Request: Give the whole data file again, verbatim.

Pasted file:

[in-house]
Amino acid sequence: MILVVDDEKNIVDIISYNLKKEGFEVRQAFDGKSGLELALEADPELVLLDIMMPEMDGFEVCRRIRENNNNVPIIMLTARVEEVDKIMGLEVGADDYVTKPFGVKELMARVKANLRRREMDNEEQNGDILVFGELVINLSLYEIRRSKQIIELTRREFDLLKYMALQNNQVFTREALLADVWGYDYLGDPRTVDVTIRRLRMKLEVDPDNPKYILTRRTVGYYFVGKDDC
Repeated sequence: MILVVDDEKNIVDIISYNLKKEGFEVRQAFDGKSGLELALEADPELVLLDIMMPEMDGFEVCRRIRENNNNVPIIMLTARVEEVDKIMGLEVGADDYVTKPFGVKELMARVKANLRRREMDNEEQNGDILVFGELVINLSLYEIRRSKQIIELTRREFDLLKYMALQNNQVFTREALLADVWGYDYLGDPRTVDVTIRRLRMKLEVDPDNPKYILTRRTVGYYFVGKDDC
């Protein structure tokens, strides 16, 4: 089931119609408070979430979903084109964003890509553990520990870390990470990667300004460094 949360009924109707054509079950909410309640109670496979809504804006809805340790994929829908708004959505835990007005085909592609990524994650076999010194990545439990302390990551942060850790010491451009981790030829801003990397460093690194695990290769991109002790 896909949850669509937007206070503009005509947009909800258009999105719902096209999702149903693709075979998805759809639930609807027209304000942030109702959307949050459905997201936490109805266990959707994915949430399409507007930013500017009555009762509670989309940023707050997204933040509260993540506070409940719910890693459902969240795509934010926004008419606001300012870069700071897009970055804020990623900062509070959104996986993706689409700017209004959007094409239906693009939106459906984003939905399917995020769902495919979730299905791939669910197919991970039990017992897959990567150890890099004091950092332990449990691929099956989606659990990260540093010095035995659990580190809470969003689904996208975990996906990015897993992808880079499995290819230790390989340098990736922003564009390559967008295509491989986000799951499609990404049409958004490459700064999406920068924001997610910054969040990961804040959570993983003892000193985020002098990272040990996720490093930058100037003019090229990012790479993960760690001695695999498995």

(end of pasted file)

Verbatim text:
[in-house]
Amino acid sequence: MILVVDDEKNIVDIISYNLKKEGFEVRQAFDGKSGLELALEADPELVLLDIMMPEMDGFEVCRRIRENNNNVPIIMLTARVEEVDKIMGLEVGADDYVTKPFGVKELMARVKANLRRREMDNEEQNGDILVFGELVINLSLYEIRRSKQIIELTRREFDLLKYMALQNNQVFTREALLADVWGYDYLGDPRTVDVTIRRLRMKLEVDPDNPKYILTRRTVGYYFVGKDDC
Repeated sequence: MILVVDDEKNIVDIISYNLKKEGFEVRQAFDGKSGLELALEADPELVLLDIMMPEMDGFEVCRRIRENNNNVPIIMLTARVEEVDKIMGLEVGADDYVTKPFGVKELMARVKANLRRREMDNEEQNGDILVFGELVINLSLYEIRRSKQIIELTRREFDLLKYMALQNNQVFTREALLADVWGYDYLGDPRTVDVTIRRLRMKLEVDPDNPKYILTRRTVGYYFVGKDDC
């Protein structure tokens, strides 16, 4: 089931119609408070979430979903084109964003890509553990520990870390990470990667300004460094 949360009924109707054509079950909410309640109670496979809504804006809805340790994929829908708004959505835990007005085909592609990524994650076999010194990545439990302390990551942060850790010491451009981790030829801003990397460093690194695990290769991109002790 896909949850669509937007206070503009005509947009909800258009999105719902096209999702149903693709075979998805759809639930609807027209304000942030109702959307949050459905997201936490109805266990959707994915949430399409507007930013500017009555009762509670989309940023707050997204933040509260993540506070409940719910890693459902969240795509934010926004008419606001300012870069700071897009970055804020990623900062509070959104996986993706689409700017209004959007094409239906693009939106459906984003939905399917995020769902495919979730299905791939669910197919991970039990017992897959990567150890890099004091950092332990449990691929099956989606659990990260540093010095035995659990580190809470969003689904996208975990996906990015897993992808880079499995290819230790390989340098990736922003564009390559967008295509491989986000799951499609990404049409958004490459700064999406920068924001997610910054969040990961804040959570993983003892000193985020002098990272040990996720490093930058100037003019090229990012790479993960760690001695695999498995």